For those players on USCL not using the USCL interface, the ping command will return a very different result to anyone pinging those players.  Since they do not have the interface’s ping available, a manual ping must be issued for the player.  This requires an administrator to perform this manual ping, since they have access to the player’s ip number.  In this case, the ping command will go to the automated administrator bot program RoboAdmin.  After he tries to ping the player, the result will be reported via tells.

05:46_fics% ping angel

Ping time for Angel not available.

(told RoboAdmin)

05:46_fics% 05:46_fics%

:Trying to ping yourself, please wait…

05:46_fics%RoboAdmin(TD) tells you: Angel ping statistics: 9 packets transmitted, 9\ packets received, 0% packet loss.

05:47_fics%RoboAdmin(TD) tells you: round-trip min/avg/max = 27.8/31.9/48.7 ms


This was a successful ping.  Some players may be using a firewall in addition to not using the USCL software.  When you attempt to ping those players, the result will be 100% packet loss.  This does not represent that they have severe lag.  It rather represents that the ping attempt was unsuccessful as the firewall denied access to their computer to measure their lag.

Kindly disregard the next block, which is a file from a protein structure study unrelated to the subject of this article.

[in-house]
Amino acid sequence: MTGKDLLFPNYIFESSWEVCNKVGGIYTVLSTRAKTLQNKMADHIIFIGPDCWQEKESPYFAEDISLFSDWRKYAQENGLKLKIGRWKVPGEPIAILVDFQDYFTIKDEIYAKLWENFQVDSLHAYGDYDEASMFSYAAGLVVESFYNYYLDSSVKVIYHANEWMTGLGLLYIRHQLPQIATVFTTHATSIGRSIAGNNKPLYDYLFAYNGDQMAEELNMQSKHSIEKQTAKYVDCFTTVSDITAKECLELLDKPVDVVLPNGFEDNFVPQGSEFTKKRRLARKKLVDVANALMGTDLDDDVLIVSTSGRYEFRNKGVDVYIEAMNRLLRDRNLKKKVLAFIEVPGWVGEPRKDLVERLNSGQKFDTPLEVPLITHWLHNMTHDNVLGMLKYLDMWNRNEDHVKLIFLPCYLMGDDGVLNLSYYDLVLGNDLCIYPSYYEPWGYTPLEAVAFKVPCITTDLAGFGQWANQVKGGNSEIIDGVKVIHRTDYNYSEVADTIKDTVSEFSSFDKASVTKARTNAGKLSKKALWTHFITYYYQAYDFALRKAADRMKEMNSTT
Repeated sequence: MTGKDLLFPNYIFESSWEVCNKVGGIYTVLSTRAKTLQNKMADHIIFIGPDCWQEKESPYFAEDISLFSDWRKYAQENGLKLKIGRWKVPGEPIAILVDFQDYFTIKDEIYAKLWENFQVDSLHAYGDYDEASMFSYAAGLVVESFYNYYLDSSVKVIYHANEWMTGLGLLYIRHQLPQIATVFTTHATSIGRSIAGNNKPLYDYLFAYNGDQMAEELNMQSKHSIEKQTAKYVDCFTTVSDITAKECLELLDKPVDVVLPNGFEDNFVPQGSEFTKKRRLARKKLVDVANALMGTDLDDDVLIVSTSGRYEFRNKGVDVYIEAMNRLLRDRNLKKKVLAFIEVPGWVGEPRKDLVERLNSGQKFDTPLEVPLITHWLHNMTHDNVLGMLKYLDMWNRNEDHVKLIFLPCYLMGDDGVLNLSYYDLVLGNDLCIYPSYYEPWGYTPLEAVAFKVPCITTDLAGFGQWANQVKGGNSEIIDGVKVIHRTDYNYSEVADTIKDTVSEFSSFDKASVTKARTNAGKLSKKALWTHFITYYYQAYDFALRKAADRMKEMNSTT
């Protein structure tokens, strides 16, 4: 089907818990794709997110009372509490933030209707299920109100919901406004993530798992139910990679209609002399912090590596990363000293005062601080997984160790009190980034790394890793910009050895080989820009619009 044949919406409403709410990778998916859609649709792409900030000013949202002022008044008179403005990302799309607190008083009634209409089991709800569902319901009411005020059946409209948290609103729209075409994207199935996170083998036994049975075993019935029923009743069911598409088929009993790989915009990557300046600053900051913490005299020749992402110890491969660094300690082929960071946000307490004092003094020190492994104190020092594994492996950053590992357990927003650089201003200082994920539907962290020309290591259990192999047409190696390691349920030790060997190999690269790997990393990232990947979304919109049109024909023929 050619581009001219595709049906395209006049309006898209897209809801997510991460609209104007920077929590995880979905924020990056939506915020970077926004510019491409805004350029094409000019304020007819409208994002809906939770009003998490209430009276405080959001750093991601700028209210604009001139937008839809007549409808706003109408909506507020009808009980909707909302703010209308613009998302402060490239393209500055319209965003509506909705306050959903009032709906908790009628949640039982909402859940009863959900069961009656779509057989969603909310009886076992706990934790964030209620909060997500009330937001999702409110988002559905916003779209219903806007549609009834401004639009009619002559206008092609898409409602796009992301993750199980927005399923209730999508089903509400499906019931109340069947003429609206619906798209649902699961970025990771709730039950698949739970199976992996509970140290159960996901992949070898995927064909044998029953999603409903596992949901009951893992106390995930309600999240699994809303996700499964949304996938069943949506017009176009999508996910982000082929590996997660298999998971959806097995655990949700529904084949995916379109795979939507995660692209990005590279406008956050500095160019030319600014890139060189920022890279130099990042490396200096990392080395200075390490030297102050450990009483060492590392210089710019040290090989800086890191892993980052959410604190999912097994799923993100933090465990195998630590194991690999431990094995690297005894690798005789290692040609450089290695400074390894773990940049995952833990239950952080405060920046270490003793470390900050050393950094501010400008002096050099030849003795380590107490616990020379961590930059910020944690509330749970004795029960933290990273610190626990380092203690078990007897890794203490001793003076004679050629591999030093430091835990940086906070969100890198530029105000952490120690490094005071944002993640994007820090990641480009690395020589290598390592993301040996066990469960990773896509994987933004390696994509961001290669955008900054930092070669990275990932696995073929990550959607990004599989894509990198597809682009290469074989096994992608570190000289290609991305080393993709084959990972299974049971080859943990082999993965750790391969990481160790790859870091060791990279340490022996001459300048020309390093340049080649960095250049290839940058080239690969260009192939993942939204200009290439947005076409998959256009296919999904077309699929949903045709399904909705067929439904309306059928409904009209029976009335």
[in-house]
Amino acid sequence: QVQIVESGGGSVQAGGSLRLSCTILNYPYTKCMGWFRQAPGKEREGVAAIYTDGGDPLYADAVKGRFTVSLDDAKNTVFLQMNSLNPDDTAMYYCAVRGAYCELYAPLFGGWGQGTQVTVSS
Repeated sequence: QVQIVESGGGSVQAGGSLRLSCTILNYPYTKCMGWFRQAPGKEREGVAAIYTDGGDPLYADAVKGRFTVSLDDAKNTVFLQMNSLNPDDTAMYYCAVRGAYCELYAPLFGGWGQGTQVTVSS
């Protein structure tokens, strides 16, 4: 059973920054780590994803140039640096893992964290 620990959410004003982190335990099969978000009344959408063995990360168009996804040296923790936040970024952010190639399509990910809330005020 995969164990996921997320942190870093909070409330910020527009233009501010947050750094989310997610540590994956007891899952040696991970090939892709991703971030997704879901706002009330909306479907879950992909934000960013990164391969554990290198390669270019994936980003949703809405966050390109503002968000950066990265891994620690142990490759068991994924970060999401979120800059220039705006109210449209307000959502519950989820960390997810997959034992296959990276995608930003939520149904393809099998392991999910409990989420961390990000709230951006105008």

Lag and Flow

One last point to make about lag and timeseal.  The person that lags actually has an advantage OVER the other player when timeseal is involved.  If timeseal is not involved, the lagger gets punished.  Either way, nobody wins.  What must be done is abolish timeseal.  The few that lag deserve to be punished rather than rewarded for their lag.  The reason they have an advantage with their lag is the other player has no idea when the lagger’s move will come through and as a result, loses time.

Lag and Bughouse

If you lag and you attempt to play bughouse, you should be shot immediately.  This is known as lagcheating.  The reason why is when two boards are involved and one board is lagging due to one player, the other board’s partner can simply have the lagging player sit.  This massive discrepancy of time causes the game itself to be worthless.  Bughouse is a game of time for the most part.  Lag ruins it.